Vauxhall Insignia GS-Line for Batch's columnVauxhall Insignia GS-Line for Batch's column


Farewell, Insignia – Your demise spells the end of an era

Car Dealer associate editor James Batchelor mourns the loss of Vauxhall’s modern-day Cavalier and ponders the wider significance to the industry

Time 10:49 am, June 13, 2022

A man parks his new BMW 320i in front of an advertising hoarding in a motorway services car park.

The freshly pasted billboard touts Vauxhall’s new range of fuel-injected Cavaliers with the mildly witty headline ‘The i’s have it’.

Okay, it’s a script that would hardly raise Steven Spielberg’s eyebrows, but it’s one of the opening shots in a classic BBC documentary filmed in 1993.

From A to B: Tales of Modern Motoring was a series of fly-on-the-wall-style documentaries profiling Nineties UK car culture, and thanks to a certain video-sharing platform, one episode has had a cultish revival nearly 30 years later.

Over The Moon With The Cavalier is a 48-minute portrait of company car life in the early Nineties and it’s utterly mesmerising to watch.

Before parking his shiny Bimmer, we see our Barry Gibb-lookalike blasting along the outside lane of an anonymous motorway, tapping his fingers on the steering wheel roughly in time to Vivaldi’s Four Seasons.

With his hangover-from-the-Eighties shades on, it’s clear he believes he’s made it in life.

His voiceover chimes in, pompously exclaiming: ‘The thing about your company car is it’s a very specific sign to everybody of exactly what level you’ve reached in the hierarchy of the company.

‘Which is why it’s very important to people if they have achieved a certain level they get the car that reflects that level. So people know.’

Those last three words act as a premise for the rest of the film.

A montage of boot badges reveals the pecking order our opening man is very much a part of: 405 SRI, Granada 2.4i Ghia, Cavalier SRi, Carlton 2.0i Diplomat and Cavalier GL 2.0i.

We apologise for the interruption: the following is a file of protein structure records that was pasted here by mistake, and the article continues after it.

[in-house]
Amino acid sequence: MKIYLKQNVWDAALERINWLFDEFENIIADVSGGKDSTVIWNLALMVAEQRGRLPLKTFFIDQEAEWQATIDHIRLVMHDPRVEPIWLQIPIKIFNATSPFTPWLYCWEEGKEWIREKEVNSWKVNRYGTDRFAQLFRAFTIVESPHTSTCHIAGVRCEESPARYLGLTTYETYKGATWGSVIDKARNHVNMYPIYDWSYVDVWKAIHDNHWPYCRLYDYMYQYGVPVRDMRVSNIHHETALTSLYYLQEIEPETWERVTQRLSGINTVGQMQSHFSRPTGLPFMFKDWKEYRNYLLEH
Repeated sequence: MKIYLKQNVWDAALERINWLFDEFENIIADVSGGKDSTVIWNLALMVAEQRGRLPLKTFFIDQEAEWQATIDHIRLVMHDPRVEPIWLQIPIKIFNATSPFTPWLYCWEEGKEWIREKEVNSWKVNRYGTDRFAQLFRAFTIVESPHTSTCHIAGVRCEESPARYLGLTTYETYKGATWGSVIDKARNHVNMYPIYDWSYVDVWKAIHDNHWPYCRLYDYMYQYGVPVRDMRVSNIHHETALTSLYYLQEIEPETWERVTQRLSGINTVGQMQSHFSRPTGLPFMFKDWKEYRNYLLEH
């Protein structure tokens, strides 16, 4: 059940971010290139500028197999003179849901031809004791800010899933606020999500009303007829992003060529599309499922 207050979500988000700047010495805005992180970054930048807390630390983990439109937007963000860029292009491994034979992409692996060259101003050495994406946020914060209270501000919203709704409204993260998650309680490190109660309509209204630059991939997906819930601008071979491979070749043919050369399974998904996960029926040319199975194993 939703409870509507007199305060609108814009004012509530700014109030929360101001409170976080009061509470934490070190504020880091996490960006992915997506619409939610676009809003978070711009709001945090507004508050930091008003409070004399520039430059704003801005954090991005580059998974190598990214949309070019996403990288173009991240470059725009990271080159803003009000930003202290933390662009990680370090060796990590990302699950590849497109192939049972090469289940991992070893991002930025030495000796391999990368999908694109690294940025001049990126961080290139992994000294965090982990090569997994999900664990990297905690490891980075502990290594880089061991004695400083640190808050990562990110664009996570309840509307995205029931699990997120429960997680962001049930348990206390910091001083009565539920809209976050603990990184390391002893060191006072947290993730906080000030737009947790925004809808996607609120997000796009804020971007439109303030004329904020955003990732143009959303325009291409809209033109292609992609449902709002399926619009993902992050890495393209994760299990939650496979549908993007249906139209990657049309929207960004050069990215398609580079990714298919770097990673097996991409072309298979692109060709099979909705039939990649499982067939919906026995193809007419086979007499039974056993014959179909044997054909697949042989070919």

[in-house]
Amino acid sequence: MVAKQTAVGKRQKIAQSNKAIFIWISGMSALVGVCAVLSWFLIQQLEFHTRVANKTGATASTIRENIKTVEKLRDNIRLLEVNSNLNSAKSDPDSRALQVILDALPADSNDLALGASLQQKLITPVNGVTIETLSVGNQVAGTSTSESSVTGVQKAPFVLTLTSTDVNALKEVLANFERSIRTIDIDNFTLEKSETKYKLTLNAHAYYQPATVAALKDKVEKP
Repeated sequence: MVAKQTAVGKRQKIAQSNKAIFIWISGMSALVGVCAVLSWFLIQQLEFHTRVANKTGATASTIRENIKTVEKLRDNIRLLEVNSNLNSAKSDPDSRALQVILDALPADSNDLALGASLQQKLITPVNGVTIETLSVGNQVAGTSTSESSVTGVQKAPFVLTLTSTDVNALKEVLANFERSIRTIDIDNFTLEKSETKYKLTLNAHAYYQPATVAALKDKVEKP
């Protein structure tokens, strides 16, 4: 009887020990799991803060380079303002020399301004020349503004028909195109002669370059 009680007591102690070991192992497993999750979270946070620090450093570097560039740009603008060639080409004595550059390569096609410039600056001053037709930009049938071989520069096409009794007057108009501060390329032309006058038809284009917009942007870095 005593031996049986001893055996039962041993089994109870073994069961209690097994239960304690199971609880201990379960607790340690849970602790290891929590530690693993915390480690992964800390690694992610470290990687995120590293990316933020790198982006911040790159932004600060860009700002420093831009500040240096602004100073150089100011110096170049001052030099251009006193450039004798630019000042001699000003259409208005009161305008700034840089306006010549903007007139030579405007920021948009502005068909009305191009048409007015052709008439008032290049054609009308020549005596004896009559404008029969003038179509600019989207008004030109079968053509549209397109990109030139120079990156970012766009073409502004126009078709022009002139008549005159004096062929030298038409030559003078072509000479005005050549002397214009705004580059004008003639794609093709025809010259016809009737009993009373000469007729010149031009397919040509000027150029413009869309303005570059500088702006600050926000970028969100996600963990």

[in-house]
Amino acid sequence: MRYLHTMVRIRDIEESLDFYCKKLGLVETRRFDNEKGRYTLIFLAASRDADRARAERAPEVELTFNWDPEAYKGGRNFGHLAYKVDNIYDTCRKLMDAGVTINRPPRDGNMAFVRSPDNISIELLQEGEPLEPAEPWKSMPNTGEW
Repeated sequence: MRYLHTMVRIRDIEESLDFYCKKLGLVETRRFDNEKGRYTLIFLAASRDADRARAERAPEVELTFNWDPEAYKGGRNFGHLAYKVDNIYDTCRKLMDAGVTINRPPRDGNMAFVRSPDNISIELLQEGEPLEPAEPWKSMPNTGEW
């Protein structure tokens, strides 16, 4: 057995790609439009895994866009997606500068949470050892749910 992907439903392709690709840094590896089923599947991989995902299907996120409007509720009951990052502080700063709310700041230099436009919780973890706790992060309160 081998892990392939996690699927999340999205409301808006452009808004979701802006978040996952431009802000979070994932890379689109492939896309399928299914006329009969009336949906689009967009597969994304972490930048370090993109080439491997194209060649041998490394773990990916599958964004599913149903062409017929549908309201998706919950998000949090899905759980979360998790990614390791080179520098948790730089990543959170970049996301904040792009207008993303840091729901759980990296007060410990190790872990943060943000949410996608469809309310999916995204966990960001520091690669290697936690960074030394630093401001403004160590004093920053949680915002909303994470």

We see a high-up exec explaining why he ‘made a nuisance’ of himself in demanding he was given the keys to a top-line Merc rather than a ‘salesman’s’ Vauxhall Carlton 1.8 L.

His customers now know he’s a senior manager, as do his colleagues and his competitors.

After fiddling with his electronic diary, another man, with perfect hair, tells the camera why he went for a left-field choice in Nineties company car world – a Nissan Primera – but that he wishes there was an ‘I’ badge on the back.

Meanwhile, another explains why he went for an Astra saloon rather than the default Cavalier, and again bemoans the ‘CD’ badge being placed on the front wing rather than the boot lid.

Over The Moon With The Cavalier documentary screenshot for Batch's column

The opening scene from the 1993 BBC documentary Over The Moon With The Cavalier, which aired as part of the series From A to B: Tales of Modern Motoring

‘It’s difficult for someone following to know you’re driving a CD Astra,’ he tells the camera without a hint of irony.

A few minutes later, we see another man, driving a Cavalier, explaining the ranking on the road in forensic detail.

‘First thing I do when someone’s up your tailgate is look at the bumpers – if they’re colour-coded it’s got to be a GL or a GLi, so you’re on a par with them.

‘If it’s got headlight washers, you think “Oh my god, it’s an SRi, CDi or a GSi”, so you eat humble pie and pull over.

‘But there ain’t no way someone in a base [model with unpainted bumpers] is getting past.’

One of the final chapters of that world recently ended with Vauxhall killing off its modern-day Cavalier, the Insignia.

The decision follows similar ones from Ford with its Mondeo, and Volkswagen with the Passat saloon, and the collapse of the traditional saloon car market can be seen with the Mondeo – total European sales were over 320,000 in 1997; last year, Ford dealers struggled to shift 13,000.

Cheaper premium execs such as the BMW 3 Series and Audi A4, supposedly trendier SUVs and plummeting fleet sales during Covid have all but killed off the volume saloon car market, with the Mazda 6 and Skoda Superb practically being the last to wave this once-colourful flag.

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Perhaps Maestro Diesel Man is moaning on a motorway somewhere in a Nissan Qashqai, but I doubt it.

The death of the saloon car is also the curtains closing on a moment in British car culture, and that makes me sad.

This column appears in issue 171 of Car Dealer along with news, reviews, features and much more. Click here to read and download the magazine for free! 

James Batchelor's avatar

James – or Batch as he’s known – started at Car Dealer in 2010, first as the work experience boy, eventually becoming editor in 2013. He worked for Auto Express as editor-at-large and was the face of Carbuyer’s YouTube reviews. In 2020, he went freelance and now writes for a number of national titles and contributes regularly to Car Dealer. In October 2021 he became Car Dealer's associate editor.

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